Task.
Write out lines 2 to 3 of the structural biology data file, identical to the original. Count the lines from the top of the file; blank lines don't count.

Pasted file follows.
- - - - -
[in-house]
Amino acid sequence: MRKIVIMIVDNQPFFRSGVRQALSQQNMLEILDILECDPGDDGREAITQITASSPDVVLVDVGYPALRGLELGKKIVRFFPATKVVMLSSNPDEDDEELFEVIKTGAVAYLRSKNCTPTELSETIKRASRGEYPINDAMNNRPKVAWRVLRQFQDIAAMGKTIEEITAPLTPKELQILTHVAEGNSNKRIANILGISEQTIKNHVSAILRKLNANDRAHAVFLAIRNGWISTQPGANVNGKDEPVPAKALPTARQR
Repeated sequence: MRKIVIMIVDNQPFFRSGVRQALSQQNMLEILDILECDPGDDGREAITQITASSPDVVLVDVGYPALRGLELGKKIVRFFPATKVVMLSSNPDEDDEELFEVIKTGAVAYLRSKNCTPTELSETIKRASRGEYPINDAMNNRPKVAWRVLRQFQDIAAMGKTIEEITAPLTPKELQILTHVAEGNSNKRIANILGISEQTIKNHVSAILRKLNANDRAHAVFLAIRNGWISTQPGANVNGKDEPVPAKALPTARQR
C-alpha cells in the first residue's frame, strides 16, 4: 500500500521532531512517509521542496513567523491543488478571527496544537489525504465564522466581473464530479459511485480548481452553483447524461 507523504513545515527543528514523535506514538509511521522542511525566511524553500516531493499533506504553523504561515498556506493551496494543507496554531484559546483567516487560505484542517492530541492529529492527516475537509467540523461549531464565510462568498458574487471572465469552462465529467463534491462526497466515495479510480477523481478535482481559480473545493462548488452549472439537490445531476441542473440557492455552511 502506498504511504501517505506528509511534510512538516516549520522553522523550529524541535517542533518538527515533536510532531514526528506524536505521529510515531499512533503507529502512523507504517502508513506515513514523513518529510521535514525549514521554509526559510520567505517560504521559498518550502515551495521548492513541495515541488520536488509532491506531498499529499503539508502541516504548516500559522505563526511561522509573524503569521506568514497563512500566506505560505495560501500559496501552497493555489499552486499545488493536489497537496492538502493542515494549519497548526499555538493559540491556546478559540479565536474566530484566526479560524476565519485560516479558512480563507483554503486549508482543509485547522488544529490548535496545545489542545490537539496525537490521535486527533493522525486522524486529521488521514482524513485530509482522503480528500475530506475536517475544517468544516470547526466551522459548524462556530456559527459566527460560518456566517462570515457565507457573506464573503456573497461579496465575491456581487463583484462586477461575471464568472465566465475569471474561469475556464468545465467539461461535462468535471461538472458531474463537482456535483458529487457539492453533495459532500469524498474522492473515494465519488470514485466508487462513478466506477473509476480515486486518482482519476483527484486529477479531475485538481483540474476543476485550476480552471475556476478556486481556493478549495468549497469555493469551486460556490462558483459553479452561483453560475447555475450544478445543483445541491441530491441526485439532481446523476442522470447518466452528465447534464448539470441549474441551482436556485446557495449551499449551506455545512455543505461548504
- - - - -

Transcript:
Amino acid sequence: MRKIVIMIVDNQPFFRSGVRQALSQQNMLEILDILECDPGDDGREAITQITASSPDVVLVDVGYPALRGLELGKKIVRFFPATKVVMLSSNPDEDDEELFEVIKTGAVAYLRSKNCTPTELSETIKRASRGEYPINDAMNNRPKVAWRVLRQFQDIAAMGKTIEEITAPLTPKELQILTHVAEGNSNKRIANILGISEQTIKNHVSAILRKLNANDRAHAVFLAIRNGWISTQPGANVNGKDEPVPAKALPTARQR
Repeated sequence: MRKIVIMIVDNQPFFRSGVRQALSQQNMLEILDILECDPGDDGREAITQITASSPDVVLVDVGYPALRGLELGKKIVRFFPATKVVMLSSNPDEDDEELFEVIKTGAVAYLRSKNCTPTELSETIKRASRGEYPINDAMNNRPKVAWRVLRQFQDIAAMGKTIEEITAPLTPKELQILTHVAEGNSNKRIANILGISEQTIKNHVSAILRKLNANDRAHAVFLAIRNGWISTQPGANVNGKDEPVPAKALPTARQR